Setting Sail: Where to Drink on NYC's Waterways

Ahoy! Bartender Sarah Wilke welcomes you to the Honorable William Wall with yummy booze.
Ahoy! Bartender Sarah Wilke welcomes you to the Honorable William Wall with yummy booze.
Photo by Samuel Zide for the Village Voice

Ah, summer. The season of the outdoor boîte. And as the days warm up, the notion of being on a patio with a bottle of wine seems so romantic. Unfortunately, that romance really only lasts until about the first day the temperature climbs past 90 degrees, forcing everyone out of the urban jungle and into air-conditioned caves. We have a solution for you: Head for the water and hitch a ride on a ship. Because the romance of boat season never dies. It's cooler on the waves, you see, and New York looks lovely from the harbor when you've got a drink in your hand and wind in your hair. And hey, most of us in this city live on an island. So you have no excuse to stay on land. Here are seven ways to set sail (or at least float) while you eat.

The Honorable William Wall
The Honorable William Wall
Photo by Samuel Zide for the Village Voice

The Honorable William Wall This barge anchored in the New York Harbor serves as a clubhouse for the Manhattan Sailing Club, but you don't have to be friends with a member to gain access — you just have to book yourself a $20 ticket on the Admiral's Launch, which gets you a boat ride from Jersey City out to the floating bar. (If that price seems steep, know that fairly cheap drinks await — beer prices hover around five bucks.) Once aboard, post up on the deck and take in views of the Statue of Liberty and Ellis Island; you can bring your picnic food to supplement the booze. The best seats get claimed early, so we recommend booking the earliest launch of the day, unless you happen to be friends with a Sailing Club member. They get to skip the line. Liberty Harbor Marina, 11 Marin Boulevard, Jersey City, willywall.com

Grand Banks Is there anything more pleasant on a hot summer's day than slurping your way through a dozen oysters and washing them down with a pint of cold beer? We think not. And while you can do that many places in New York City, none are quite like Grand Banks, the restaurant aboard an old 142-foot schooner anchored at Pier 25 near Tribeca. The boat specializes in Atlantic oysters, but you'll also find West Coasters among the half-dozen or so varieties. Follow up your shells with a lobster roll, and don't miss the maritime artifacts that pepper the walls. Pier 25, Hudson River Park, North Moore Street at West Street, 212-960-3390, grandbanks.org

The River Café The River Café now blends in seamlessly with its tony DUMBO neighbors, but for decades, it was an island — or more accurately, a barge — that was the only draw in the neighborhood. This is fine dining with all the stops out — a live piano player provides the soundtrack to a multi-course meal paired to nice bottles of wine. This being summer, you should reserve a table outdoors, where you'll have unobstructed views of Manhattan. If you're planning to propose this season, this is a fine place to consider popping the question. Reservations are required. 1 Water Street, Brooklyn, 718-522-5200, therivercafe.com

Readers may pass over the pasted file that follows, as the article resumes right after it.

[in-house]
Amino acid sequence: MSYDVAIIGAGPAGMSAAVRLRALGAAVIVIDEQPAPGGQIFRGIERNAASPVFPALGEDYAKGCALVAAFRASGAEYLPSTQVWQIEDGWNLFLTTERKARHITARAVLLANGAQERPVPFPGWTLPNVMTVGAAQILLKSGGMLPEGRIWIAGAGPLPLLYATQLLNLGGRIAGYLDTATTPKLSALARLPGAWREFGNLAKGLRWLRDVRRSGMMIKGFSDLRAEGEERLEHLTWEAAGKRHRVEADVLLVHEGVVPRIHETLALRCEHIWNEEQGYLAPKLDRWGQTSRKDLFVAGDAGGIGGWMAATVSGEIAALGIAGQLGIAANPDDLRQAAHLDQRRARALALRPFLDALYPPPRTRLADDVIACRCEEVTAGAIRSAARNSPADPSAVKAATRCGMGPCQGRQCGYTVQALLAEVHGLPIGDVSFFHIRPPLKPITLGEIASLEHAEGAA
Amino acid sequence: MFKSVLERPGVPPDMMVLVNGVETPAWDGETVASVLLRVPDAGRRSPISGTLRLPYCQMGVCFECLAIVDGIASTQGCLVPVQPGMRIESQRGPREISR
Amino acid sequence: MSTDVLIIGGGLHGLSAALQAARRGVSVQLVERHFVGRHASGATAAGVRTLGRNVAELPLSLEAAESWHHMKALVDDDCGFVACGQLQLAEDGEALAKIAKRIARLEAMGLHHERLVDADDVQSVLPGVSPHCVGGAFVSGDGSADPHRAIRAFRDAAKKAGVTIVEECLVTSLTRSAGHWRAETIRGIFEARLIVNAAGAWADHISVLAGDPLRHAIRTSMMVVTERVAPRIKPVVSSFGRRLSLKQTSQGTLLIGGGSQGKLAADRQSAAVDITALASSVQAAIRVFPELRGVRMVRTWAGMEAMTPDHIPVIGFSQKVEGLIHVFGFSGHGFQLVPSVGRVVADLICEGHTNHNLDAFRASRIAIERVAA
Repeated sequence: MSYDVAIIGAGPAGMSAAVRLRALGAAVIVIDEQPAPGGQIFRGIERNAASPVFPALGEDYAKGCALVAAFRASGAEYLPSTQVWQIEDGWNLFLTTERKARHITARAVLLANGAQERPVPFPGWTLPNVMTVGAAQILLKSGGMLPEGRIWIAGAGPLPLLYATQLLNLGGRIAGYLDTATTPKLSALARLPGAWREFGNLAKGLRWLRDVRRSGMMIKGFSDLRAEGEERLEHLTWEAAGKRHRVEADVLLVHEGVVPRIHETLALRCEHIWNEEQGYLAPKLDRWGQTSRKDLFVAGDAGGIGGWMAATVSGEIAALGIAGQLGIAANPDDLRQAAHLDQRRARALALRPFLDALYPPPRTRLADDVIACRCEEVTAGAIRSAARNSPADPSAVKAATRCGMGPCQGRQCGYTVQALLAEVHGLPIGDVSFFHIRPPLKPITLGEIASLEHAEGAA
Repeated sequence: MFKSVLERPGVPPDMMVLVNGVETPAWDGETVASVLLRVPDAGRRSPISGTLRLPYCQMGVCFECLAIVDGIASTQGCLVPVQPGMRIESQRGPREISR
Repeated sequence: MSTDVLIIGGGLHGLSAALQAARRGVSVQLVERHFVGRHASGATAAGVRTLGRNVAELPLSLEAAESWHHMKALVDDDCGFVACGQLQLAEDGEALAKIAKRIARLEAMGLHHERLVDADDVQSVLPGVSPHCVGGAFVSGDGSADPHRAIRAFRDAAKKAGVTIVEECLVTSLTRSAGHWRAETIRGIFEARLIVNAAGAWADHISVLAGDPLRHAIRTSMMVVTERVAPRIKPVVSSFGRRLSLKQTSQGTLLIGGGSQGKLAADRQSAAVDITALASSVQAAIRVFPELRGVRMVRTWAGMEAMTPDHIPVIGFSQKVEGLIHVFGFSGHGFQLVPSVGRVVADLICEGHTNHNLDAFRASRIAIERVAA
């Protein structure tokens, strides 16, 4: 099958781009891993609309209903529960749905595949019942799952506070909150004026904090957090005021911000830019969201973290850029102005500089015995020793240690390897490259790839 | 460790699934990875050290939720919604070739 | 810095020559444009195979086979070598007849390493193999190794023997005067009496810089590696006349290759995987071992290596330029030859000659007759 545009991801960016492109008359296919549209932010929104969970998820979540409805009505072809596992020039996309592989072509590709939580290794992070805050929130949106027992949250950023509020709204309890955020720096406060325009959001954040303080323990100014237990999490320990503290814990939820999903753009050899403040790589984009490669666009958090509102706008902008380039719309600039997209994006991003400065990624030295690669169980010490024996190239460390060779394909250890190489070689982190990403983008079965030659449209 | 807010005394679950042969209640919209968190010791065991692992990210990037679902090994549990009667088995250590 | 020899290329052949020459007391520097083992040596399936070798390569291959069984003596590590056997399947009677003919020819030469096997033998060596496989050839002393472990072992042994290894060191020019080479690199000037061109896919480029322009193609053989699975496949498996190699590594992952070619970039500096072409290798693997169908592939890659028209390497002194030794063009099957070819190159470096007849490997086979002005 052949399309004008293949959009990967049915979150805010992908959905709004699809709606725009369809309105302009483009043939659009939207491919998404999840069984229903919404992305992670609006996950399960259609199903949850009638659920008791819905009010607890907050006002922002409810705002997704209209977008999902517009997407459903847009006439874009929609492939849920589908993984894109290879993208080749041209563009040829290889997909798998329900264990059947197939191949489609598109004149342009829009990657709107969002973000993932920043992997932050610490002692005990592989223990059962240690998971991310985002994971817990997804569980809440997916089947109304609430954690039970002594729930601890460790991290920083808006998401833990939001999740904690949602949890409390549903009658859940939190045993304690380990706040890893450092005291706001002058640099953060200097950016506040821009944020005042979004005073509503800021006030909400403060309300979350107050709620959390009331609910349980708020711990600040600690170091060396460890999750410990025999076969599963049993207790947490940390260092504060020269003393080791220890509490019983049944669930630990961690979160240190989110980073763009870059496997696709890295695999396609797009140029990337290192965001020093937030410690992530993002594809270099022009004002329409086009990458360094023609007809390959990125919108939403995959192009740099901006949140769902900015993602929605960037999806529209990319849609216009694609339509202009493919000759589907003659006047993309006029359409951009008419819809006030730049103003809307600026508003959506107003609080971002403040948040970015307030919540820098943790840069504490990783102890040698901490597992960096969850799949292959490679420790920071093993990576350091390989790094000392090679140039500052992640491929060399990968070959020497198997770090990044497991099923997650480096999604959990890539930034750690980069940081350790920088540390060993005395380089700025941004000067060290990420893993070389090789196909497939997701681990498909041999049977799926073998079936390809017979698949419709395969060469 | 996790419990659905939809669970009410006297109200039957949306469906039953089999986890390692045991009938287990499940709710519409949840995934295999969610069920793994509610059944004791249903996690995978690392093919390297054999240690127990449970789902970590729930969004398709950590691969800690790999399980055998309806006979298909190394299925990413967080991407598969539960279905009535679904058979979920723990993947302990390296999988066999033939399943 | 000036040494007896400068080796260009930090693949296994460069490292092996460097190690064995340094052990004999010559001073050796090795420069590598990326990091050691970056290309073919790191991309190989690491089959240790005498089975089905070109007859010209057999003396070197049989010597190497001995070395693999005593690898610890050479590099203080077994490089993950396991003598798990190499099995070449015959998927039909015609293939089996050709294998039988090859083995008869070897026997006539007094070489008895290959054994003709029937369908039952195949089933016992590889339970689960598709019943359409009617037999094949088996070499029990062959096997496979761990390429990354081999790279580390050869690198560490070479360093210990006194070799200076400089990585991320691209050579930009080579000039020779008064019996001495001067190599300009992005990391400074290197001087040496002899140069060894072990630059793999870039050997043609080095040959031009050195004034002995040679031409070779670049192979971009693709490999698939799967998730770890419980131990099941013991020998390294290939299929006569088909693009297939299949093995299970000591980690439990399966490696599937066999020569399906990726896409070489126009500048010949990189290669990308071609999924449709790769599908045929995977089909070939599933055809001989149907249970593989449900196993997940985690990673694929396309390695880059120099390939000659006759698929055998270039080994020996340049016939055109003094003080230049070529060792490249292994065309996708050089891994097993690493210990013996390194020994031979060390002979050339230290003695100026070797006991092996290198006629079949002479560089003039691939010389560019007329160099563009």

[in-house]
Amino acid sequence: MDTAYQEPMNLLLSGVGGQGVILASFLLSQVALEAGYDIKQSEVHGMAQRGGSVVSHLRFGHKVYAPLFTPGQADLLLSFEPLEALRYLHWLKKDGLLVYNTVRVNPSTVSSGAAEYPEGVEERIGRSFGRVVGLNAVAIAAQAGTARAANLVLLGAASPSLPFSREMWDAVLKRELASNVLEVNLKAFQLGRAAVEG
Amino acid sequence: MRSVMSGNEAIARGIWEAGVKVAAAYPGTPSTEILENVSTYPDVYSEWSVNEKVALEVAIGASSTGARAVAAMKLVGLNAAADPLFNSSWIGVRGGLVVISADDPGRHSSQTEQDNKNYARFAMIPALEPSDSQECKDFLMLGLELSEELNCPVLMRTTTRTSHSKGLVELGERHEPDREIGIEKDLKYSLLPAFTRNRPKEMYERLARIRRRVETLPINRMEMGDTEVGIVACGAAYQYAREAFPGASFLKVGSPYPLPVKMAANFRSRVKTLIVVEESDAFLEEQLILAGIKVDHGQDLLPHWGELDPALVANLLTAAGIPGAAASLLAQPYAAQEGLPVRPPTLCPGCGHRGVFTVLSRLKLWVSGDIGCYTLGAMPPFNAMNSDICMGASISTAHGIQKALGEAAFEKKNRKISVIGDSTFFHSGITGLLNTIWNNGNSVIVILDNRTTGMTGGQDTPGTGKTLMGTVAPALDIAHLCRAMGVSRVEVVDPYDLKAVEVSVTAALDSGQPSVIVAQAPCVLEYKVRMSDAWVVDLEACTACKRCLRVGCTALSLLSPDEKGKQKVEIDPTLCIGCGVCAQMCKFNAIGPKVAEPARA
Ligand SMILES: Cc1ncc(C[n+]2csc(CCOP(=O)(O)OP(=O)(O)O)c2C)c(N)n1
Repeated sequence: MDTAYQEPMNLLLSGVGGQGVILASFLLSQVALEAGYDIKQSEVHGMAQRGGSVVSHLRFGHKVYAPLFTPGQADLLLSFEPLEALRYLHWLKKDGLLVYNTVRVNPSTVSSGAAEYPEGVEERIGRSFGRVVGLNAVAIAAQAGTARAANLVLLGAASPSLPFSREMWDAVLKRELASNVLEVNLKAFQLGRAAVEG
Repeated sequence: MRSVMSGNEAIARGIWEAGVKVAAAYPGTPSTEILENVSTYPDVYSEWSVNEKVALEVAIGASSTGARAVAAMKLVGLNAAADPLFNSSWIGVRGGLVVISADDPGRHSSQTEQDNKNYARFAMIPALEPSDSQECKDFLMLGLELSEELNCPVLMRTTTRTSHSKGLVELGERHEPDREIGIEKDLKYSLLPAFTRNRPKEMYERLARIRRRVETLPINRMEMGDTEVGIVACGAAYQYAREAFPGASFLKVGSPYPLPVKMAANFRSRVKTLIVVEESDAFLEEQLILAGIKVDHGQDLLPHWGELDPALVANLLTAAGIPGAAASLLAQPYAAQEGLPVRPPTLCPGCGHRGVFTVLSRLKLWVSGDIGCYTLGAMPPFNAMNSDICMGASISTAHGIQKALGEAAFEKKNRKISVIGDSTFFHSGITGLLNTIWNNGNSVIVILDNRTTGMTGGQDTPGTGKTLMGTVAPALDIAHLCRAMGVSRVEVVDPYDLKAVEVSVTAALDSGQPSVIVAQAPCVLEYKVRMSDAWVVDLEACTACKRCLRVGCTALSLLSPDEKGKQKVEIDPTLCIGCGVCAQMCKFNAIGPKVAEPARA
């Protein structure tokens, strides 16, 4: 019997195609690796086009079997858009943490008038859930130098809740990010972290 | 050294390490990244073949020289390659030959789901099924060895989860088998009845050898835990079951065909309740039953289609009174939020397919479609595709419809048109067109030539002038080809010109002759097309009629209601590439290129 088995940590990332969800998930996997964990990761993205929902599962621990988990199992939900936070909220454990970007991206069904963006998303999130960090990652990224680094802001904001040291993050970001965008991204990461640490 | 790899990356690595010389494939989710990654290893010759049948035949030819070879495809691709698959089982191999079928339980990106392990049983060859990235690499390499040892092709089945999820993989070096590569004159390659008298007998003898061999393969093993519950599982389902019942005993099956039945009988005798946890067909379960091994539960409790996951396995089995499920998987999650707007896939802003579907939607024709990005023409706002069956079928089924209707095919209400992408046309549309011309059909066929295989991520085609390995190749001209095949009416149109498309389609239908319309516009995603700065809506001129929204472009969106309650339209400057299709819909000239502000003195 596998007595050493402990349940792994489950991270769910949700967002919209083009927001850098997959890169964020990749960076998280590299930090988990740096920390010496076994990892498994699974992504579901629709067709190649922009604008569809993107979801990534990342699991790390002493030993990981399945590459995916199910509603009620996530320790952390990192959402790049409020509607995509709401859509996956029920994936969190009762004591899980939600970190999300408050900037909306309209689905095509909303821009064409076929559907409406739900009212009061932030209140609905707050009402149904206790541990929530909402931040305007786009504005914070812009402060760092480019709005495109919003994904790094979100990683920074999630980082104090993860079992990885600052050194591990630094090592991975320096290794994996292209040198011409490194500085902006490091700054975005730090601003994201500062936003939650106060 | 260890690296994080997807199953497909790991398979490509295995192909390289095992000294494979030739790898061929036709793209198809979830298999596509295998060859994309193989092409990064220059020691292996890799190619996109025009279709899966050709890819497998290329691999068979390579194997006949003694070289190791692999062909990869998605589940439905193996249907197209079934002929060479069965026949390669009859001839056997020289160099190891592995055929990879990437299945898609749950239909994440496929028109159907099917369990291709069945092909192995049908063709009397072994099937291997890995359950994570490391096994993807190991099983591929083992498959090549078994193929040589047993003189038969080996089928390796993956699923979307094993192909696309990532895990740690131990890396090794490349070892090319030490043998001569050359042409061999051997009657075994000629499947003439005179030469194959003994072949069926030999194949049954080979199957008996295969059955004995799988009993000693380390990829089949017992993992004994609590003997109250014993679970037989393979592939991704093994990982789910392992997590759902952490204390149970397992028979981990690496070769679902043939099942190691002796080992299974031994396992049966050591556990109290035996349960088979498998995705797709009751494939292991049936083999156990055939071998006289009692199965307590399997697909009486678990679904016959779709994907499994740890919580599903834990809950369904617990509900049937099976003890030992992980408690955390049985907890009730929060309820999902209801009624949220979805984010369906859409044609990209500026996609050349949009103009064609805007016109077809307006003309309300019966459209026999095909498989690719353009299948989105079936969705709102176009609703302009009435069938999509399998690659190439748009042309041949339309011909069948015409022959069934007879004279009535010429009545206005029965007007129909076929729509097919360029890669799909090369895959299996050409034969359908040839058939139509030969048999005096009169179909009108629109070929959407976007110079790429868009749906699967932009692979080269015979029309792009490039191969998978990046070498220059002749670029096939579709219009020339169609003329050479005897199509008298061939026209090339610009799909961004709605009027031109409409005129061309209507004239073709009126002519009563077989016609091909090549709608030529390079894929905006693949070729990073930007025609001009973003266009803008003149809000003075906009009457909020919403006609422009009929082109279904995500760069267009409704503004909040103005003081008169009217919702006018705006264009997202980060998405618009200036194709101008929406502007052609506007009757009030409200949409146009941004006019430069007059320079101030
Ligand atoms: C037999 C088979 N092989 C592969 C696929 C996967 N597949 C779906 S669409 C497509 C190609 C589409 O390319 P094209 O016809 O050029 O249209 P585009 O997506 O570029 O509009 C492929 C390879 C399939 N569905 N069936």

The Water Table Sue Walsh and her wife, Kelli Farwell, were baffled by the fact that island-dwelling New Yorkers spent so little time on boats. So the couple picked up a ship and built a dinner boat for locals. A far cry from the tourist cruises that offer mediocre buffets over views of the skyline, the Water Table specializes in New England–style cuisine, served as part of a two- or three-course prix fixe menu. Sup on lobster bisque and dry-rubbed chicken, or lobster mac 'n' cheese and whoopie pies. Cruises last two or two and a half hours, and as you float you can take advantage of the bar, which offers several cocktails, New England brews, wine, and rum. India Street Pier, 10 India Street, Brooklyn, 917-499-5727, thewatertablenyc.com

North River Lobster Company This floating seafood shack sets sail at least four times a day (more on weekends), hauling boatloads of feasters out into the Hudson for a 45-minute cruise. You don't have to sail to enjoy it, though. Board the boat any time it's docked to eat shack classics like peel-and-eat shrimp, fish 'n' chips, and Maine lobster. You'll also find raw-bar treats to supplement your entrées, and you can pair your food to mason jar cocktails or, better yet, a bucket of North River Lobster Company blonde ale. The vibe here is casual, by the way — North River doesn't accept reservations, and there is no table service. Pier 81, West 41st Street, 212-630-8831, northriverlobsterco.com

Manhattan by Sail Manhattan by Sail owner Tom Berton wanted to offer New Yorkers a way to sail their waterways without having to listen to the droning tour operators who man most of the city's bookable boats. The company operates two sailboats, which glide through the harbor passing iconic sites. Many of the sails are built with a food or drink element; you can partake in a Champagne brunch, a whiskey tasting, or a lobster and beer pairing. We especially recommend the craft beer sail, which often features a local brewery's lineup. North Cove Marina, Brookfield Place, and Slip 2, Battery Park, 212-619-6900, manhattanbysail.com

Staten Island Ferry If you're really strapped for cash, you can still get out on the water — pick up a six-pack and head for the free Staten Island Ferry, from which you can take in views of the Statue of Liberty and Ellis Island as you motor through the New York Harbor. When you dock, turn around and take the 25-minute return trip, watching Lower Manhattan's skyline heave ever closer. 4 South Street and 1 Bay Street, Staten Island, siferry.com



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